Hi Michael, I took this information from the Longman Pronunciation Dictionary (2000 ed. hard copy, 2003 reprint) by Prof JC Wells, however the source for that particular fact isn’t listed. A quick Google search reveals, unsurprisingly, that everyone fights about it, so I’m sure there are Scots who use /s/ and Scot who use /k/! Perhaps best for me not to get too involved… thanks for your comment and please keep reading!

  3. Heath Terrey September 4, 2015 at 7:17 pm - Reply

    And I am among those who pronounce the first r in February, though farther forward in my mouth than the second, so not so predominantly. This awareness of placement of the sound probably comes from an excellent high school choir director who taught us how pronunciation of a word when sung may differ from the spoken word, and particularly in a large group as opposed to a solo.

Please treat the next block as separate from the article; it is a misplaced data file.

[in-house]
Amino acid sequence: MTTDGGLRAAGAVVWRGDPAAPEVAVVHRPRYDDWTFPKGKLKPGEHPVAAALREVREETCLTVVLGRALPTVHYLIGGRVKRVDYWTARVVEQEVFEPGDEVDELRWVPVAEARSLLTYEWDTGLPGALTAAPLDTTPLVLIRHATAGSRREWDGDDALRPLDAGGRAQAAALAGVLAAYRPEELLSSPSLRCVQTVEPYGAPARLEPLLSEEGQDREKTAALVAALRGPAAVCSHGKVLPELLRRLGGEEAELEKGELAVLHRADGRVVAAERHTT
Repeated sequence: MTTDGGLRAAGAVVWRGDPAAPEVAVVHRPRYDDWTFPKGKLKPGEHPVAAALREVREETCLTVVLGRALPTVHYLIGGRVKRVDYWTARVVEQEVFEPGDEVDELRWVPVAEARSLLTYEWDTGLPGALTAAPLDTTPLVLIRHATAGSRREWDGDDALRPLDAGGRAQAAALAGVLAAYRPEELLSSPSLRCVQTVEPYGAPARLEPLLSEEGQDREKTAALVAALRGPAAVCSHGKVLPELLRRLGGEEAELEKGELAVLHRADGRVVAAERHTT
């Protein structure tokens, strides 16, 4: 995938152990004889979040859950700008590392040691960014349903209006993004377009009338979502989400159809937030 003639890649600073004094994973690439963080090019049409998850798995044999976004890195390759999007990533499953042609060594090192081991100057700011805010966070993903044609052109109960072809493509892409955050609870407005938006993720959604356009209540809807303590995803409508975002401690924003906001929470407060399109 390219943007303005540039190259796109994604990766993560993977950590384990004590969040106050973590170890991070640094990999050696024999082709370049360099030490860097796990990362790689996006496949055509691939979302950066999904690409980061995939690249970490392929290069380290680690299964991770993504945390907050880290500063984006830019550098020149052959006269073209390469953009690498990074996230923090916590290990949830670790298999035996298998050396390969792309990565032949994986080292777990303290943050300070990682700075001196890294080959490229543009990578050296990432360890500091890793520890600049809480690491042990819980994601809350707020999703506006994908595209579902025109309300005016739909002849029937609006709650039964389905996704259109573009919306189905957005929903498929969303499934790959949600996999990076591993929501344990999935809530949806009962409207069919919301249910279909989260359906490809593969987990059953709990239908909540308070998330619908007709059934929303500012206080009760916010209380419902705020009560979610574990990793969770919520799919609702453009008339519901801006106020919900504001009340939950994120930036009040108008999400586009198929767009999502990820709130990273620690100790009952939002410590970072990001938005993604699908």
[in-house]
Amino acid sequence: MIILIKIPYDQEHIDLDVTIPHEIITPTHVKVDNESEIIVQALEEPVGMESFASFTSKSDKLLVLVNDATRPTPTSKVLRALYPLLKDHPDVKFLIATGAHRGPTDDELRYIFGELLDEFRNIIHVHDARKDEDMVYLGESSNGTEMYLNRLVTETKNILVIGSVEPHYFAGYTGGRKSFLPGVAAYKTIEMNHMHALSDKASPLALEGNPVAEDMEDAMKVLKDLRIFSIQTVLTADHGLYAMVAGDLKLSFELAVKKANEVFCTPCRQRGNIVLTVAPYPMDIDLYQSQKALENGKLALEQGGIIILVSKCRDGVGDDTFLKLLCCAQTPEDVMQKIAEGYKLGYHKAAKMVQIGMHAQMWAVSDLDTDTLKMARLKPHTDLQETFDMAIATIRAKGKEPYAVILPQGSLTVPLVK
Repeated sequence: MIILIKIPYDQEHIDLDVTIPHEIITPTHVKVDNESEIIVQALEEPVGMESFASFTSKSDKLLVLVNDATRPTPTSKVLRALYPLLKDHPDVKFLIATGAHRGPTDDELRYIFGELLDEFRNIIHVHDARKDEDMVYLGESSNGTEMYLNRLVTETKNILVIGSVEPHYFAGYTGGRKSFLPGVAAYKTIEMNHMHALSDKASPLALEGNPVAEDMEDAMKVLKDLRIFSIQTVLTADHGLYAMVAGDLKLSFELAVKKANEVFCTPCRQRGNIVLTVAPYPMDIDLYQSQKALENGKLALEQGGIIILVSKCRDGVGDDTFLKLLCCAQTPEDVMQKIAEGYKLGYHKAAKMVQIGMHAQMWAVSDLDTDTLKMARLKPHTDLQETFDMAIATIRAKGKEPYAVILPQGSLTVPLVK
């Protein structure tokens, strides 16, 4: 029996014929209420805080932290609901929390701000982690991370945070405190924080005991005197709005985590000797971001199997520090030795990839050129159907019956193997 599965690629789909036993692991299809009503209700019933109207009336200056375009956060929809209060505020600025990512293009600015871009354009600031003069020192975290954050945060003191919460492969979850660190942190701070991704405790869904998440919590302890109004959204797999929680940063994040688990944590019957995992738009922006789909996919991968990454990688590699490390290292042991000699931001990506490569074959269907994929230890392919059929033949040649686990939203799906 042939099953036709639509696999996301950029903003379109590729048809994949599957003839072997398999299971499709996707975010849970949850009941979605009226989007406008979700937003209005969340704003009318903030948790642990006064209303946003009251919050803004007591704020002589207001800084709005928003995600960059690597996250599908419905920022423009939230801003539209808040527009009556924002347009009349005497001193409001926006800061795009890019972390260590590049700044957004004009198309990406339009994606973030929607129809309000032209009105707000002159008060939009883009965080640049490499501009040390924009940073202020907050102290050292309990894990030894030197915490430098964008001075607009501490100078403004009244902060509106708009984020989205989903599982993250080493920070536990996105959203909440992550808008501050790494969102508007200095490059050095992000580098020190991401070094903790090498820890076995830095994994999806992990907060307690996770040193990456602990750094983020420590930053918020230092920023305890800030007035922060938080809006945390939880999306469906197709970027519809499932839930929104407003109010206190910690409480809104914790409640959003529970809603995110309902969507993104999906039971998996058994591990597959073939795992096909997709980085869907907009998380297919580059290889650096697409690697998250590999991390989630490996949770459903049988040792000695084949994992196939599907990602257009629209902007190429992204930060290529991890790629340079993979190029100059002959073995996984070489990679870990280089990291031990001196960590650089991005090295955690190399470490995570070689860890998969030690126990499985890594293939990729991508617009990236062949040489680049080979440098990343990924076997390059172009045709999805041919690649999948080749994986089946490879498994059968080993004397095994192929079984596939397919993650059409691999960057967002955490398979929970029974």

4. winnie whistler November 2, 2015 at 2:25 am - Reply

    I’d like to know why rpa which is spoken by only about 2% of the population, say long ‘a’in words like bath, but the vast majority say a short ‘a’ ? Surely the majority short ‘a’ speakers should have the right to say this is how the word is pronounced correctly. Or does the country above Peterborough not count. Winnie.

    • Karen Cheung November 5, 2015 at 1:18 am - Reply

      Hi Winnie, thanks for asking a very relevant question.

      For anyone who is interested, you can find out about the ‘long a’ vs. ‘short a’ in this Wikipedia article about the history of the TRAP-BATH split: https://en.wikipedia.org/wiki/Phonological_history_of_English_short_A#Trap.E2.80.93bath_split

      Since our school is indeed south of Peterborough, we do usually teach ‘long a’ from a practical point of view. However, our students are of course aware that there are many different accents to be found across the UK! Interestingly, learning to pronounce words with a ‘short a’ instead of ‘long a’ would in fact make many spellings easier and more logical…